The Problem with Bankers’ Pay

By James Kwak

From today’s WSJ:

“At J.P. Morgan, the biggest U.S. bank by assets, directors are considering lower 2012 bonuses for Chief Executive James Dimon and other top executives in the wake of a multibillion-dollar trading disaster, said people close to the discussions. But they also are grappling with the question of how to do that without drastically reducing the executives’ take-home pay.”

Huh? Isn’t reducing their take-home pay the point?

11 responses to “The Problem with Bankers’ Pay

  1. Chikni Chameli - Doing God's Work

    Aree bhaiya, why don’t you do some google searching yaar? you will understand the difference between Take Home Pay and Bonus.

    You get confused between Book Value and Tangible Book Value so I am not surprised you do not understand simple concepts.

    As professors, you and simon are guaranteed a job and a salary for your entire life + healthcare forever + free education for your family so it is very hard for you to understand simple incentive based compensation.

  2. OK, “simple incentive-based compensation”–such as, “We are reducing your take-home pay as an incentive to help you stop irresponsibly perpetrating multi-billion dollar trading fiascoes.” Stop doing that and your pay won’t be reduced. Incentive incentive incentive. Simple simple simple.

  3. Drastically reducing the takehomepay of the den of vipers and thieves on Wall Street still gives these sociopaths more income in one year than most Americans earn in a lifetime. The pay and incentives are absurdly perverse. If I fail in my job – I get fired. Why are these punks treated so well for failure and incompetence at best, and criminal behavior at worst. If there existed a real justice system where gross negligence, incompetence, or criminal behavior were punished equally through-out society, many of these vipers and thieves would be in jail, not crying about absurd takehomepay!

  4. @chikni: I am a professor in Spain. My salary has been reduced two years in a row, by a total of more than 15%. I have an annually renewable contract. My healthcare benefits are no more secure than those of anyone else in my society. “Free” public education for my children costs me 500 euros a month, which is more than a third of my “take home” pay (I suspect you cannot comprehend how low my “take home” pay is). You are right that there is no incentive based compensation available to me. The usual “complement”, approximately 1000 euros annually, awarded on a competitive basis, is not available this year (this is not a pay cut, and not included in the 15% mentioned above).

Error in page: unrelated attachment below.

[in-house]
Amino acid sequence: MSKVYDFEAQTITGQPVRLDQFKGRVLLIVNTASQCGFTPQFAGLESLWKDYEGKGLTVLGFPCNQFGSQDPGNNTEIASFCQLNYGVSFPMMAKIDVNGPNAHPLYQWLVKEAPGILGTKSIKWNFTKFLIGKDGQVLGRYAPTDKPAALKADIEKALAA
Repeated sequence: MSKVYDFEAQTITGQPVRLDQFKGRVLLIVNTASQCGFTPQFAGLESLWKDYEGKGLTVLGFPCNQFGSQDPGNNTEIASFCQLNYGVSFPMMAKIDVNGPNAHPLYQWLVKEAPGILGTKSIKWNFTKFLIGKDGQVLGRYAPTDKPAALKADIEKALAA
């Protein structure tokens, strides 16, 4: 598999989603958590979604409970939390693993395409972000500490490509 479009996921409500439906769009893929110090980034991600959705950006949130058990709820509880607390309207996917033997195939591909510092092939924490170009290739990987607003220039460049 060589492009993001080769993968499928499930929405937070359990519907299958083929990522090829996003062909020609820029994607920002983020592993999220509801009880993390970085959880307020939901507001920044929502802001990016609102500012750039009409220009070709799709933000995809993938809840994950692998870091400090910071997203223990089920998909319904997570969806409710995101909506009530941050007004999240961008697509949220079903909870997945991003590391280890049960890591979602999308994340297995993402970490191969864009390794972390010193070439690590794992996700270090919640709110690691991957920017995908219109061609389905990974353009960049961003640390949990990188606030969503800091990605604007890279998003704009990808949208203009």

I think your vision of the compensation of university professors is quite unrealistic.

    I also think the typical university professor contributes more to society than the typical bank executive, although the professor’s total annual take home compensation is one or two orders of magnitude lower than the executive’s. Such differences are certainly not justified by productivity or the value added to society. Rather they are evidence of terrible inefficiencies and the success of piracy.

  5. Well spoken Bobito. You and others like you shape the future by educating “the brilliant young minds of tomorrow”. The den of vipers and thieves in the finance oligarchs destroy the future of “brilliant young minds of tomorrow for imponderable profit.

  6. Will CITIGROUP execs take a hit on pay, given the banks’ settlement of close to $600 million in fines for deceiving investors relating to toxic “assets” moved around the company and concealed from the balance sheet?

    http://live.wsj.com/video/does-citi-fine-mark-end-of-financial-crisis/9B7BA103-BA83-4D9B-BC2C-8795CD01E7AA.html?mod=wsj_article_tboright#!9B7BA103-BA83-4D9B-BC2C-8795CD01E7AA

    They should pay, yes.

  7. Translation: “We’re really looking for some way to punish them that _looks_ like punishment to the public, but actually isn’t.”

    It’s just a PR move, plain and simple.

  8. Let me explain one thing with banker bonuses that has been very much ignored in the debate.

    If a bank needs to hold substantial capital, then the bankers need to give substantial importance to the shareholders and the latter will keep through dividends a big chunk of the results.

    But, if regulators allow banks to have very little capital, like what they have done lately, then there is little need of the shareholders and the bankers an keep to themselves much more of the results… which is precisely why the last couple of decades we have heard of bonuses and bankers pay much larger than what used to be the case.

    If a European bank, let us say a German bank, lends to the German Government, it needs currently to hold zero capital… what shareholder does that bank need?

  9. Well if I could hold up my guns long enough to explain, I wouldn’t need this table to prop them up with. That’s the basis of holding zero capital, and poop load of consequences.

  10. http://www.cnbc.com/id/48998081

    Was there ever a bigger load of hooey?

    Not a peep about how war/drug/slave lords will be “managing” a “middle class” through moveable feast jobs, taxes and fiat $$$$…

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